For several decades, the amount of funding that Ontario's hospitals receive each year has been based more or less on the funding they received the previous year, regardless of their patients or their performance. Over the next three years, the government plans to begin partially funding hospitals based on the number of patients they treat and the quality of care they provide. It's an ambitious plan that could fall flat or set a new global benchmark.
How we pay hospitals has a strong effect on how they behave. Changing the way hospitals are funded will have impacts on how patients access care and the type of care they receive. The traditional global budget lump sum funding approach still used by other provinces is widely seen to provide little motivation for hospitals to improve either their quality of care or their efficiency.
Ontario is introducing a new approach to the Canadian hospital funding scene, known as quality-based procedures (QBPs). The plan is to fund hospitals based on the volume of services provided at a given price. This will be applied to selected types of hospitalizations, such as knee replacements and stroke.
Funding hospital care based on a fixed price is commonplace in most of the developed world. But what is innovative about the QBPs is the way the Ontario government plans to set the price. Expert panels of clinicians and researchers have been struck to determine "best practice" processes of care for patients -- essentially, defining high-quality care for each disease or procedure. The government's plan is to then figure out what this best practice care costs and set prices for QBPs accordingly.
This is a significant change from the way hospitals tend to be funded, which is based on their average or historical costs. Linking prices to high-quality care has the potential to reduce unwarranted variations in spending and outcomes between hospitals.
Ontario has long led the way among the provinces in using data and information to drive its funding models, but the new payment concept is unprecedented not only in Ontario, but for world standards.
No country has yet managed to set a price on high-quality care.
The challenges are many and will pose serious hurdles for Ontario. For starters, the evidence regarding what makes for high-quality care is often ambiguous because each patient has a different level of acuity. For instance, how many days should a patient with respiratory disease stay in hospital? The degree of a patient's illness has a huge impact on hospital costs, yet good evidence to adjust for them is scarce.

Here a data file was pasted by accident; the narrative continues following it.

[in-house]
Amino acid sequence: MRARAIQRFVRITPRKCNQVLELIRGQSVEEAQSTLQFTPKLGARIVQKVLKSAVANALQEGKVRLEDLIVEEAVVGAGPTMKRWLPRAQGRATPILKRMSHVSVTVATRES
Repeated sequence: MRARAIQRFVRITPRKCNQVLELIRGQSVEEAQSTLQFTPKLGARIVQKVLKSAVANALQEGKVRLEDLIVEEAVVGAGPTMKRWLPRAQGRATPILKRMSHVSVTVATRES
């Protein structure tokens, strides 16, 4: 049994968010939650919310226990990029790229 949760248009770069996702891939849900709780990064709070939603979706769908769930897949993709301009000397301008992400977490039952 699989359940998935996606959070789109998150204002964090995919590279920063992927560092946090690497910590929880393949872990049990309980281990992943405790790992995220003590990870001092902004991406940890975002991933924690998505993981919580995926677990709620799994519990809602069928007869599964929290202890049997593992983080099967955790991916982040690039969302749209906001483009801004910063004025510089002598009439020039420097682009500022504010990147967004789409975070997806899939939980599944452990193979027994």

There are few rigorous clinical trials pointing the way to a black and white definition of high-quality care. These gaps in the evidence will open up the government's QBP prices to being contested by hospitals, other health-care providers, as well as drug and device producers.
Finally, the government's rollout scheme for the new policy is not without critics. The province is targeting QBP funding at certain types of patients and surgeries, adding stroke, congestive heart failure, chronic obstructive pulmonary disease, chemotherapy and colonoscopy to a short list that already pays hospitals with a fixed price for hip and knee replacements, chronic kidney disease treatments and cataracts. This risks creating a system where hospital revenue is attached to some patients but not to others. So some funded procedures become winners while others become losers.
There are huge benefits to be had if Ontario is able to realize its vision for new hospital funding. The approach has the potential to drive all hospitals to provide an equally high standard of care, regardless of location. If the prices paid to hospitals accurately reflect patient pathways defined by the expert panels and extend beyond the hospital walls, Ontario may finally be taking much-needed steps toward funding providers in a way that reduces fragmentation between sectors of the health-care system.
Ontario's new hospital funding plan is hugely ambitious and other provinces are watching with interest. Paying hospitals based on the expected cost of high-quality care is an attractive idea, but is also an idea that has a ways to go before becoming reality.
Jason Sutherland is an expert advisor with EvidenceNetwork.ca and Assistant Professor, Centre for Health Services and Policy Research, School of Population and Public Health, University of British Columbia, Vancouver. His and Erik Hellsten's C.D. Howe Institute publication, Paying for Hospital Services: A Hard Look at the Options, can be found at www.cdhowe.org